Now that the annual Pwn2Own hacking contest is around the corner, both Google and Mozilla are busy patching flaws in their respective browsers to appear competent in the contest.
Both internet giants have reportedly updated their browsers for the contest that is due to take place next week at the CanSecWest Applied Security Conference. Google patched 19 flaws in its Chrome and rated 17 of them as "high" whereas the other three as "Medium".
Mozilla followed Google's step and introduced patches for 10 flaws in its Firefox. It classified eight of the security flaws as "critical" whereas it rated others as "Moderate" and "High" respectively.
Google rewarded the researchers who fixed the bugs with an attractive sum, the highest being $1,000. The patching was carried out in different areas including an integer overflow during the process of textarea handling. Google's URL bar spoof was also updated.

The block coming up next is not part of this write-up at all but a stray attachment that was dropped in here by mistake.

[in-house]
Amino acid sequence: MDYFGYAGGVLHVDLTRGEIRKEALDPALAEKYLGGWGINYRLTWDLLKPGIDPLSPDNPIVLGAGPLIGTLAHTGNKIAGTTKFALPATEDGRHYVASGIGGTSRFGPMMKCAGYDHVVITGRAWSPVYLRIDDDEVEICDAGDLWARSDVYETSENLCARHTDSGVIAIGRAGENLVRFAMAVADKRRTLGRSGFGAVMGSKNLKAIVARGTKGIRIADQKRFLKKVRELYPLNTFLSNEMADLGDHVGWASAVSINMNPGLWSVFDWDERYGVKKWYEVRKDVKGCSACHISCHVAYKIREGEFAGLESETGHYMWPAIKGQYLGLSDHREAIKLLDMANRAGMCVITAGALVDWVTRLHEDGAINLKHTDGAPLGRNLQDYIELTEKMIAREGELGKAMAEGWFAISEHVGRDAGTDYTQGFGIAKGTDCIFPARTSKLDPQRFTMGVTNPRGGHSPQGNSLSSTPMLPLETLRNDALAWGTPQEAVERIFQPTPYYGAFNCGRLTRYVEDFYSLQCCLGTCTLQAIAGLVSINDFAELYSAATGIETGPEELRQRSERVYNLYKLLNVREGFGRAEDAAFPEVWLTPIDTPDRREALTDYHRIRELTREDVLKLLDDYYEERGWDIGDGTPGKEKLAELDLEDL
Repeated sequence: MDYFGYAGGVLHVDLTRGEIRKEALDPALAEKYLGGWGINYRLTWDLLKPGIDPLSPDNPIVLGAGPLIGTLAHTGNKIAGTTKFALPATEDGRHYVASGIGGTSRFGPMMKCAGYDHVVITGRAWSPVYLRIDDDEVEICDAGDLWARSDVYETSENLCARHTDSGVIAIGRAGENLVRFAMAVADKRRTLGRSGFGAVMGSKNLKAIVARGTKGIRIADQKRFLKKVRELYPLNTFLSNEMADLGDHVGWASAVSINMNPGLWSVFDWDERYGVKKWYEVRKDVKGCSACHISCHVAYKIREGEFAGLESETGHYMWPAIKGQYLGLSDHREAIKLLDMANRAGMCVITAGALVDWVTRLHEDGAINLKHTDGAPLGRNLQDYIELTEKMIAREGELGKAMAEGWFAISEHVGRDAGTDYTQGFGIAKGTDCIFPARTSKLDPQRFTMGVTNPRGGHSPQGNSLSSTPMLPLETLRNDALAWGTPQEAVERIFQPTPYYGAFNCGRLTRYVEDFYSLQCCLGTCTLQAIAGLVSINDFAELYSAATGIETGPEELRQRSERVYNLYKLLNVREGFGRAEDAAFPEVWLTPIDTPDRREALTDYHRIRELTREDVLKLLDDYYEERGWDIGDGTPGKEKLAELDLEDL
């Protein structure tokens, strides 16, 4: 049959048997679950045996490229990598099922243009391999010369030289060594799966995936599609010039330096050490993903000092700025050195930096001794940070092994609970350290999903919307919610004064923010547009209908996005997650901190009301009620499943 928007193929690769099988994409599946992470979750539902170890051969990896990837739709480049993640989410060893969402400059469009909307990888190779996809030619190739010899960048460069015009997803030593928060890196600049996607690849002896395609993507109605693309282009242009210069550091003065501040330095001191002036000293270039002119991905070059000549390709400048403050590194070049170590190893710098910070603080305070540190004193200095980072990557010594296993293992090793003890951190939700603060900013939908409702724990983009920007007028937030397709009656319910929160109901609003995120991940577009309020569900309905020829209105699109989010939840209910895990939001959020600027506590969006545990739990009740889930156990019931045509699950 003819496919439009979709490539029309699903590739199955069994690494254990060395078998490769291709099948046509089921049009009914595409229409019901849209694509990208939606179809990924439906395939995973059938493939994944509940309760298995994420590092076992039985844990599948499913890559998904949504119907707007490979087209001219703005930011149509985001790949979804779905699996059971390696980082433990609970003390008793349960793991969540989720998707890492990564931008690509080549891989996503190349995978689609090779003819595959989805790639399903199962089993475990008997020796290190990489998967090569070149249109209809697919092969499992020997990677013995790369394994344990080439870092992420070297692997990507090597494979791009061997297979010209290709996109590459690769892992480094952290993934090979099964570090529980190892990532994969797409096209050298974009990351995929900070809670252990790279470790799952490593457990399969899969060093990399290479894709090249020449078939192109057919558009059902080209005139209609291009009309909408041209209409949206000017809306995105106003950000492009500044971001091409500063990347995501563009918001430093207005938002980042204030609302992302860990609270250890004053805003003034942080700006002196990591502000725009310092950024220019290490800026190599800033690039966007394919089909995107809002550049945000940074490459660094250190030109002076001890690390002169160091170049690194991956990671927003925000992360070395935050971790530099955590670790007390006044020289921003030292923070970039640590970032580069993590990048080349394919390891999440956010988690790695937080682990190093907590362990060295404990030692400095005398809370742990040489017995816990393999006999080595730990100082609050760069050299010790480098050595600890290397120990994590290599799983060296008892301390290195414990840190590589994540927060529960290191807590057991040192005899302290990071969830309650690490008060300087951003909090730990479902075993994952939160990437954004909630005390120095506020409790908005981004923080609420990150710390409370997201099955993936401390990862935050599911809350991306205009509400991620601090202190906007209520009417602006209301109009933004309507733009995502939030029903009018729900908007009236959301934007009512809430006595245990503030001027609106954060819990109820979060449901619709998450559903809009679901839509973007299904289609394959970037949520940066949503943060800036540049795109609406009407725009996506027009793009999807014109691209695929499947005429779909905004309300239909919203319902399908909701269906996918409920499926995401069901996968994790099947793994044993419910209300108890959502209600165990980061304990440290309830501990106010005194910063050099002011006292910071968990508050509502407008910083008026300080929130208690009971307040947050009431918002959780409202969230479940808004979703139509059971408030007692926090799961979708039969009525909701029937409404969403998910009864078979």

The major flaw that was updated by Firefox consists of a bug that if activated by a corrupted JPEG file could lead to a crash. The bug was detected by Jordi Chancel, a security researcher at the company. Mozilla warned that the bug is of critical nature and an attacker can use it to craft a corrupted JPEG image that would install a malicious code in the memory. This can cause a crash when it is later executed on the victim's device. Other critical bugs were also rectified by Firefox.
Both Google and Mozilla introduced the modifications in wake of the Pwn2Own contest that will start from March 9 and go on till March 11. The contest is aimed at checking the technical righteousness of popular browsers. The contest is also applicable to latest tech gadgets like the Apple iPhone.